Color Theory Basics: The Color Wheel

What is a Color Wheel?

Color is one of the principle elements of the visual arts. A Color Wheel (color circle) is a visual representation of colors arranged according to their chromatic relationship. It is a tool used in color theory that helps us understand the relationships between individual colors in order to use them well.

Color Wheel & Color Relationships

Color Theory Basics

Sir Isaac Newton (1642-1726) is better known for the study of Gravity and Calculus, but Newton's Colour Wheel is one of the major reasons you now understand why and how colour works. Modern understanding of light and color begins with Isaac Newton and a series of experiments that he publishes in 1672. In the 1660s, he began a series of experiments with sunlight and prisms known as "celebrated phenomenon of colors". He demonstrated that clear white light was composed of seven visible colors. By scientifically establishing your visible spectrum (the colors you see in a rainbow), Newton laid the path for others to experiment with color in a scientific manner. Finally, he organized his findings in a color wheel showing the three "primary colors" -- red, green, and blue -- separated by the three "secondary colors" -- yellow, cyan, and magenta. Since magenta was a non-spectral color of light, its origins posed a mystery.

Sir Isaac Newton's Influence on the Color Wheel

This circular diagram became the model for many color systems of the following centuries. The value of the color wheel is its ability to help designers create appealing palettes by applying the underlying theory of the color wheel with the way you see color. For example, a palette based on color wheel complementary colors would include colors that are opposite each other on the color wheel, such as red and green.

Creating a colorwheel using JavaScript

The following source code shows how to use JavaScript to make a color wheel on the web, similar to Apple's circular color picker:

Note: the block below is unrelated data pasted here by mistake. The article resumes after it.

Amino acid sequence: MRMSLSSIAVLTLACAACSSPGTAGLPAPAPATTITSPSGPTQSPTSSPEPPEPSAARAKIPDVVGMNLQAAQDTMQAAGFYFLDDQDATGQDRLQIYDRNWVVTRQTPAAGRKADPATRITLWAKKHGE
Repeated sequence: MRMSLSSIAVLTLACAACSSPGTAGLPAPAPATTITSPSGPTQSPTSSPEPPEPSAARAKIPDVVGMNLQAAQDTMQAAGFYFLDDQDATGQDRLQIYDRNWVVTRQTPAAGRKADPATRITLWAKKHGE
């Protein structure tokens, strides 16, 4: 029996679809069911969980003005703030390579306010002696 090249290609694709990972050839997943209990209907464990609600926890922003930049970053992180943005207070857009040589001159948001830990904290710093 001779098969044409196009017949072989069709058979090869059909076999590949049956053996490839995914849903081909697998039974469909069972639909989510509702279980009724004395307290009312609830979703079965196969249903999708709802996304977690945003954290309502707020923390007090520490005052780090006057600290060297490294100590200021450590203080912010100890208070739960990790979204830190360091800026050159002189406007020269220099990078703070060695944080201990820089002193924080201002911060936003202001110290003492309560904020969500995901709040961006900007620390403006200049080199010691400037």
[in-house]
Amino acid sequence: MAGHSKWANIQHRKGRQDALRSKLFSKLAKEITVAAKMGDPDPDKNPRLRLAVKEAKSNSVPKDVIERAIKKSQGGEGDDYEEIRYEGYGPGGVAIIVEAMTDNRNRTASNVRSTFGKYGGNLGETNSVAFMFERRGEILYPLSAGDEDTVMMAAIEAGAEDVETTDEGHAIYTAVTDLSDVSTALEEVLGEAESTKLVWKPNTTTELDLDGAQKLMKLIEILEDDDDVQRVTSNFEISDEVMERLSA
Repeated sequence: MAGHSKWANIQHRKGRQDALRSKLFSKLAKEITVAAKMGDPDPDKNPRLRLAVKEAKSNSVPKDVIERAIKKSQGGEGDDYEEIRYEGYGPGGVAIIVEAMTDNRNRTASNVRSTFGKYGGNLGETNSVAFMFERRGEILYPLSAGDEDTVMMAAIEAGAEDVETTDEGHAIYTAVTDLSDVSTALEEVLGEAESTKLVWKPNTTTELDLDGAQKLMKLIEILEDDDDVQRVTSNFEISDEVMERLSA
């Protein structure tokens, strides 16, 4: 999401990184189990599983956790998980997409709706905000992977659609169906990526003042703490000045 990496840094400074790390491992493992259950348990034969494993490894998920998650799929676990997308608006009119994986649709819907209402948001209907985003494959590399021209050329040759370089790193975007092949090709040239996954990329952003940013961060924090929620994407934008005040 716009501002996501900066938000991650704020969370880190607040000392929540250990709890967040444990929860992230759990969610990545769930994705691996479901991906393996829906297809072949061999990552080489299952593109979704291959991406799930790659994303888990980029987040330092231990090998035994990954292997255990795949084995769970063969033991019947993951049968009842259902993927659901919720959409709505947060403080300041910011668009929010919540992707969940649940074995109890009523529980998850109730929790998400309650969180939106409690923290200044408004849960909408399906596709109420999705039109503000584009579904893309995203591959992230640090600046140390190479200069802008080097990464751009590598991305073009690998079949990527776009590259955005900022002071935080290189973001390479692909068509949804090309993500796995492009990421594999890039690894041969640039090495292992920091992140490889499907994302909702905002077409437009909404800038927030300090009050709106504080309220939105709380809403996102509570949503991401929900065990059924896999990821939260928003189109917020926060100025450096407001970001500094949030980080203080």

<!DOCTYPE html> <html> <body> <p>Color Wheel |JavaScript</p> <canvas id='myCanvas' /> <script> function myColorWheel(myCanvas, size = 150) { const ctx = myCanvas.getContext('2d'); myCanvas.width = size; myCanvas.height = size; const centerColor = 'white'; let angle = 0; const hCode = [0, 0, 255]; let pp = 0; const cfbDegree = 4.322; const rd = size / 2; while (angle < 360) { const ppb4 = (pp + 3 - 1) % 3; if (hCode[pp] < 255) { hCode[pp] = hCode[pp] + cfbDegree > 255 ? 255 : hCode[pp] + cfbDegree; } else if (hCode[ppb4] > 0) { hCode[ppb4] = hCode[ppb4] > cfbDegree ? hCode[ppb4] - cfbDegree : 0; } else if (hCode[pp] >= 255) { hCode[pp] = 255; pp = (pp + 1) % 3; } const rgb = `rgb(${ => Math.floor(h)).join(',')})`; const grad = ctx.createRadialGradient(rd,rd,0,rd,rd,rd); grad.addColorStop(0, centerColor); grad.addColorStop(1, rgb); ctx.fillStyle = grad; ctx.globalCompositeOperation = 'source-over'; ctx.beginPath(); ctx.moveTo(rd, rd); ctx.arc(rd,rd,rd,d2r(angle),d2r(360)); ctx.closePath(); ctx.fill(); angle++; } } function d2r(degrees) { return degrees * (Math.PI / 180); } const myCanvas = document.getElementById('myCanvas'); myColorWheel(myCanvas, 400); </script> </body> </html>

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